Wednesday, September 30, 2015

"Almost Normal"

My hematologist Dr. Seghur told me yesterday that I was "almost normal."  Having never been even close to "normal" - ever - I am pretty excited about this.  While he may have been talking just about my blood,  I am choosing to interpret his words at a much broader level!

Monday, September 28, 2015

Finishing Bags

These Mors bags are the last in this batch.  Three of them are going with me tomorrow to my appointment with my hematologist.  As much as I love the Interventional Radiology Team, this doctor - Faisal Saghir - represented my comfort level throughout August.  He even checked in with me on his day off, which was the day after my big procedure.  I am expecting nothing but good news from him! 

I also finished a zippered tote bag.  All the parts were cut out in early August, but then things happened.  One of the generous people during this long summer has been my physical therapist.  Chandra knows my passion for Indian food and several times has dropped off yummy dishes. She needs no more bags, so I proposed making something for her daughter, a play director who lives in the city and uses public transportation.

Lavina is always carrying lots of things, and I know she puts her bags down on the floor.  So I tried using an iron-on vinyl for the bottom of this bag - I have no idea how it will wear.  There's an outer zippered pocket, and there is a zippered top.  However, if she decides to carry marbles, they will fall out.  So I made her a little zippered pouch and attached it to the bag.

A little 5" x 7"zippered clutch

I missed a couple of deadline for two wedding quilts and a bridal shower present.  Fabrics for these three are already in a pile.  And I want to do some fabric key chains.  Oddly enough, these are the same width as the handles I make for the Mors bags.  But before I do any sewing of any kind, I must...

put things right

clean up the various piles

and make everything tidy.
I have a birthday coming up soon.  My present to myself will be a clean and organized studio!

Tuesday, September 22, 2015

CMQG and the AAMQG Swap

"Woven Glass" by Donna Moscinski, CMQG

Reverse of "Woven Glass"  (Art Gallery Fabric - I am a Maker)
 The Chicago Modern Quilt Guild and the Ann Arbor Modern Quilt Guild made some connections, mostly thanks to Camp Stitchalot
and QuiltCon 2015.  A swap of mini quilts was proposed, and several of us in both guilds jumped all over it!.  My swap partner has not yet received hers - all Chicago minis are in the mail.  I used fabrics from designer Alison Glass and wove them over a neutral background.   I love the back almost as much as the front - it's Art Gallery's fabric "I am a Maker".  The wool batting gives the machine quilting a nice dimension that isn't very visible in these pictures.  The Ann Arbor Guild will receive their quilt next Monday!
"Give and Care" by Brenda Rowley Gray, AAMQG

Reverse of "Give and Care"
Meanwhile, the Chicago guild received their minis at last Sunday's meeting.  My mini- quilt is a "Give and Care" quilt, Brenda Gray's homage to Swiss Army blankets.  Brenda honored my color preference and told me about her uncles who died during World War II.  That my dad and uncles were veterans who survived this war makes Brenda's story even more meaningful. 

Give and Care?  It's what quilters do!

Monday, September 21, 2015

For the Interventional Radiology Surgical Team

 While my doctors are of course important to what I had done, so is their support team in the Operating Room.  Before my five-hour Angiovac, Nurse Eileen was particularly comforting and reassuring, telling me how fabulous this surgical team is and how they work together like family.  I remember smiling as the anesthesiologist gave me his magic drugs.  From the leftovers of the Alison Glass fabrics I used in my swap quilt (see next post which hasn't yet been written), I made this quilted Mors Bag for Eileen. 

 Inside Eileen's bag are 10 more bags, not quilted but absolutely functional.  This morning at my one-month checkup, I asked nurse Ben (this place - Vascular/Interventional Radiology of Hinsdale - hires the nicest people) to make sure Eileen and the surgical team got this package.  I also have another 10 bags in process and asked for a call if these bags are a hit and more of the team or spouses want more.  I dont want to be overly dramatic, but this team saved my life and I would do anything for them.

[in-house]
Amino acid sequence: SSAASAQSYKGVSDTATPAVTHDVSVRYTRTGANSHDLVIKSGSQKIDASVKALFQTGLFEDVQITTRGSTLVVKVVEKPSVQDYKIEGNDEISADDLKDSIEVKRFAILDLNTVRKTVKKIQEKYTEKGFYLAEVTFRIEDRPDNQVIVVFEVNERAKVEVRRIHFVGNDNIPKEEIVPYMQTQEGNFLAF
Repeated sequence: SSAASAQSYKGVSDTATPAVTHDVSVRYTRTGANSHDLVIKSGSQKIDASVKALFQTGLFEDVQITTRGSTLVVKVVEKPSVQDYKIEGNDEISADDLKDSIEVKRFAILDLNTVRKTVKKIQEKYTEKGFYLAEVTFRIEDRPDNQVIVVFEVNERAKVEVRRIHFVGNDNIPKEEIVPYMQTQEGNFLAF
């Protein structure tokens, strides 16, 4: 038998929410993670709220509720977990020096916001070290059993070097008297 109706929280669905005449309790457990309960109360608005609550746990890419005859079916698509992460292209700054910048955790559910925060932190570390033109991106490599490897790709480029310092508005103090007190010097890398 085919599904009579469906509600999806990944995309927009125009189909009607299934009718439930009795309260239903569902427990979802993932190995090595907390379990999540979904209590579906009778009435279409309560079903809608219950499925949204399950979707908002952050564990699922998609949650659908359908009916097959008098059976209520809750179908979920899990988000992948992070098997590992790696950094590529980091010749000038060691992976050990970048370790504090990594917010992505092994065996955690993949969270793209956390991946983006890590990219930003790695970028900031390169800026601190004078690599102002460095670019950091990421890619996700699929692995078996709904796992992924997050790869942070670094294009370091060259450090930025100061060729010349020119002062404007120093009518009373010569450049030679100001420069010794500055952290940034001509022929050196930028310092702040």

more bags in process, including some manly ones

 Finally, one of John's beautiful jazz t-shirts got kind of creepy looking in the armpits and neck.  But it's a beautiful shirt.  So we salvaged the good part and turned it into a Mors bag.  I think John will use it as a door prize at the Brookfield Jazz Society.

                                        I am happy to be sewing and to be alive! 

Saturday, September 12, 2015

Getting My Head Out Of My Medical Butt

Regaining my sewing mojo?  Easier said than done.  So I revert to an old favorite - Mors Bags.  They are pretty simple to do.  They are great at stash busting.  They provide a great sense of accomplishment.  And now I have a lot of bags all ready to give away.  To be able to focus on someone other than myself is important to me at this point.  I am going to start with the Surgical Team of the Interventional Radiologists - what a fabulous group.  Without being overly dramatic, they saved my life. 

You can see that I am trying to rid my stash of all these batiks, some of which are over 10 years old.  There's a pile in the bottom left that are all part of a demo I am doing at my Chicago Modern Quilt Guild next week.  I still have several more I want to do, especially of bags that are a bit more manly.  (I have run into my knee surgeon a couple of times at the grocery store, sporting one of the Mors bags I gave him).  Since batiks are so tightly woven, I don't line them.  The next batch will all be ones that must be lined.  But whether the bags are lined or unlined, the technique is the same.  The very bottom bag is one that I made months ago, and we truly use it on an almost daily basis. 

Reduce (my fabric stash), reuse (these cloth bags and wash them when necessary) , recycle (by saying no to plastic bags). 

Sunday, August 30, 2015

Bit by Bit, Putting It Together...

Sondheim, right?  When stuck for words, I go to Sondheim.  This particular song is from "Sunday in the Park with George" and refers to mounting an artist's exhibition.  In my case, the "bit by bit" is getting my life under control after a 13-day hospitalization involving a brutal but successful cardiovac (google only if you have a strong constitution) to get rid of systemic blood clots.  One bit is gaining stamina.  Today I am doing some driveway walking and marching.  Tomorrow I will do more than today, and  I may even drive!  

A second bit is what's on the design wall.  My Chicago Modern Quilt Guild is doing  a swap of mini quilts with the Ann Arbor Modern Quilt GuildThe Chicago minis were collected at the August meeting and sent to the Ann Arbor girls.    I want to get this mini-quilt finished in time for their September meeting.  All parts are ready for assembly.  I'm calling this "Woven Glass" because all the fabrics are by designer Alison Glass.  And tomorrow I will start to actually sew and begin quilting it.